How to Manage Private Clouds Using Business Service Management

Cloud computing is an enticing model, promising a new level of flexibility in the form of pay-as-you-go, readily accessible, infinitely scalable IT services. Executives in companies big and small are embracing the concept, but many are also questioning the risks of moving sensitive data and mission-critical work loads into the cloud. Here, Knowledge Center contributor Richard Whitehead offers four tips on how to manage private clouds using service-level agreements and business service management technologies.


There are hybrid cloud computing models emerging that offer some of the benefits of cloud computing but minimize the pitfalls. These models incorporate what the industry is calling "private clouds." These private, or internal, clouds house all of a company's internal data and applications but, at the same time, give the user more flexibility over how services are rendered.

The move to private clouds is part of the evolution of the data center, from a basic warehouse of information to a smarter, more agile deliverer of services. Data centers started out as self-contained entities and grew into sprawling megaplexes as companies added server after server. Virtualization has consolidated the physical server sprawl, helping companies save on real estate, power and cooling costs. But it creates a new challenge: managing all of the physical and virtual servers, or virtual sprawl. It is harder to manage what you cannot physically reach out and touch.

Technology is here to facilitate this more practical move into the cloud. The following is a guide to how private clouds can be managed using service-level agreements (SLAs) and business service management (BSM) technologies. This guide is not a one-time, linear process. Instead, it's a continuous methodology to bring new capabilities into an IT department within a private cloud framework. The following four steps will arm IT with the tools and knowledge to overcome common cloud concerns and experience the benefits that a private cloud provides.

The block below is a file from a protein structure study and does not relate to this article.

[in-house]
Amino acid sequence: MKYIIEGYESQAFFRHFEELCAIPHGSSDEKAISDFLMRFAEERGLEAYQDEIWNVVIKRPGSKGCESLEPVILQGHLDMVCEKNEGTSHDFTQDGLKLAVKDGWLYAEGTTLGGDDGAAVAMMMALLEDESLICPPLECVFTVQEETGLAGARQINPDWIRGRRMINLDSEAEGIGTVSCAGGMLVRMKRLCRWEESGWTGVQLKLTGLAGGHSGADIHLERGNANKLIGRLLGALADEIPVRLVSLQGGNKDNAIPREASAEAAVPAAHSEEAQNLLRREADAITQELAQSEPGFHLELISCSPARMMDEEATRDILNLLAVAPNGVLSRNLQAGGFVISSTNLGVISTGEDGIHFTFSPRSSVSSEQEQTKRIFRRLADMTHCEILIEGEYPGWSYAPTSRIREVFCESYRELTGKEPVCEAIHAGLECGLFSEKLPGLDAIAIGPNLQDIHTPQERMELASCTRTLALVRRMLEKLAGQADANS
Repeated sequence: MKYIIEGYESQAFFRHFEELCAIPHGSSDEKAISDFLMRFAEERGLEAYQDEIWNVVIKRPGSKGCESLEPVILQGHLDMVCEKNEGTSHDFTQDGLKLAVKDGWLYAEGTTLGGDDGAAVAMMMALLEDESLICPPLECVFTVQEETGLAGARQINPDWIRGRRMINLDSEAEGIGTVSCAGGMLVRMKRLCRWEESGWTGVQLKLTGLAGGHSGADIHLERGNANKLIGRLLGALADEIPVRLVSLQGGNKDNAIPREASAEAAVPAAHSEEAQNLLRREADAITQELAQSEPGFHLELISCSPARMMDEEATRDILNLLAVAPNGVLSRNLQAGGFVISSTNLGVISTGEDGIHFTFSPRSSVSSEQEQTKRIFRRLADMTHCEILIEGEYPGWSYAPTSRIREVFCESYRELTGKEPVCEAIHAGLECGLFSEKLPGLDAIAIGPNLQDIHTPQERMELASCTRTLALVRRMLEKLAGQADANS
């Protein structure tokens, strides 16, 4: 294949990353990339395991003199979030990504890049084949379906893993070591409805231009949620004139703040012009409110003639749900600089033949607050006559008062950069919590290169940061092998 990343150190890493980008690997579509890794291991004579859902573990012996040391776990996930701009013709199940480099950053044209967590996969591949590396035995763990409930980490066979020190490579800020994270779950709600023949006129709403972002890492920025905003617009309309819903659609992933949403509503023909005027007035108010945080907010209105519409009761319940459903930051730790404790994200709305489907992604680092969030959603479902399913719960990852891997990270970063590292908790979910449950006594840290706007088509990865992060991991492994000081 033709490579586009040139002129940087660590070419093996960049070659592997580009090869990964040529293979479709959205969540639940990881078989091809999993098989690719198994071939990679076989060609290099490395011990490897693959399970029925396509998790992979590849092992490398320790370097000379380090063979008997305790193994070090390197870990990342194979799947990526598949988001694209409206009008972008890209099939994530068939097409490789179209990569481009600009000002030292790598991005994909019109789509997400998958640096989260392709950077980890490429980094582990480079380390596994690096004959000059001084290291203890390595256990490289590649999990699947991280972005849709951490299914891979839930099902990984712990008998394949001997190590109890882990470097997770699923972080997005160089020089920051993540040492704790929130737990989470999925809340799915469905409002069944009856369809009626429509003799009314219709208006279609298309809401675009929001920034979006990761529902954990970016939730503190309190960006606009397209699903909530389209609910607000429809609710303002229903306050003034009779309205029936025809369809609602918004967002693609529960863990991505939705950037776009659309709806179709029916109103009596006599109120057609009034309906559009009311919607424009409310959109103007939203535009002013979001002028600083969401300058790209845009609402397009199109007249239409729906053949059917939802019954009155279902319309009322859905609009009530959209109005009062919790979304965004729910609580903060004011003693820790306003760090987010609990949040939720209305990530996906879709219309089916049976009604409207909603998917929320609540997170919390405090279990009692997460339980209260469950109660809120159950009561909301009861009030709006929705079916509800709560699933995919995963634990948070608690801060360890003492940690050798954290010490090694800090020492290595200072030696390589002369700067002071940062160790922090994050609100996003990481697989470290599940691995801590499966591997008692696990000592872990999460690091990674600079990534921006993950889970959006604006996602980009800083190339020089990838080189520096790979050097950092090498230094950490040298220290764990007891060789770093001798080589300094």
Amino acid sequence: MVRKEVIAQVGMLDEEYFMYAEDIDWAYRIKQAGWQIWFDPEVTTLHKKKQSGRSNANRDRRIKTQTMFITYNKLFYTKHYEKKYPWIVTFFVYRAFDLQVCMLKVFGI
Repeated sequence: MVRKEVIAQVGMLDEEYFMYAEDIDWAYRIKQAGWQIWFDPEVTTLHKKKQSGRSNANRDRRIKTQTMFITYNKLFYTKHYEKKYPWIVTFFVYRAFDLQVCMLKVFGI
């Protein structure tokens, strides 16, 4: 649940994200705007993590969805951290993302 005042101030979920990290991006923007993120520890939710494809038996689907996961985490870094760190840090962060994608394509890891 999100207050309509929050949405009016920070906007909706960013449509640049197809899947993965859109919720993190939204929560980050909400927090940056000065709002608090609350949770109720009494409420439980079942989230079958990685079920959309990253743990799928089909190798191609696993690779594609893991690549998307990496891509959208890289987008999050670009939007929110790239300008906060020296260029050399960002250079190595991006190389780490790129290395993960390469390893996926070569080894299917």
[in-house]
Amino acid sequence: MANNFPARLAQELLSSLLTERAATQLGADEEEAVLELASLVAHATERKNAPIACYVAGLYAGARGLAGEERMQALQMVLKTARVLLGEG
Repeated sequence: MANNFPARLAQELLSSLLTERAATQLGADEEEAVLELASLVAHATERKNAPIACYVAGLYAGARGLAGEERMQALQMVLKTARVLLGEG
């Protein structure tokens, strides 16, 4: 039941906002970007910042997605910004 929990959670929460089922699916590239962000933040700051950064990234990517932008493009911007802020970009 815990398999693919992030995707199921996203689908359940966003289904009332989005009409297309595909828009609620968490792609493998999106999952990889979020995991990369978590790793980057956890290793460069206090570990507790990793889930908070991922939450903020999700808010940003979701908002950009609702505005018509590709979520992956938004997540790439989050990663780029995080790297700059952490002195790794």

Step No. 1: Prepare

The first thing an IT department can do before looking at alternative computing processes is to logically evaluate the computing assets it already has. What is the mix of physical and virtual assets? How are those assets currently performing? Note the word "asset" because this process should examine the business value that IT delivers.

With this context in mind, instead of thinking in terms of server space and bandwidth, ask if this private cloud migration will increase sales calls or streamline distribution? This approach positions IT as a resource, instead of as a line item within an organization. Otherwise, if you don't present your resources in terms of assets and ROI, your private cloud migration plan may never make it off the ground.

Step No. 2: Package

The next step after an IT inventory is to package up your resources accordingly. This requires a new set of measurement tools. In the virtualized world, IT shops are starting to think in terms of packaging "work loads," not just running applications on physical servers. Work loads are portable, self-contained units of work or services built through the integration of the JeOS ("just enough" operating system), middleware and the application. They're not stuck in the data center rack; they're portable and can be moved across physical, virtual, cloud and heterogeneous environments.

A group of work loads is known as a business service. This approach represents a fundamental shift from managing physical servers and applications to managing business services composed of portable work loads that can be mixed and matched in the best way to serve the business. Managing IT to business services-a concept also known as the service-driven data center-is becoming a business best practice. It also allows the IT department to price and validate its private cloud plan accordingly.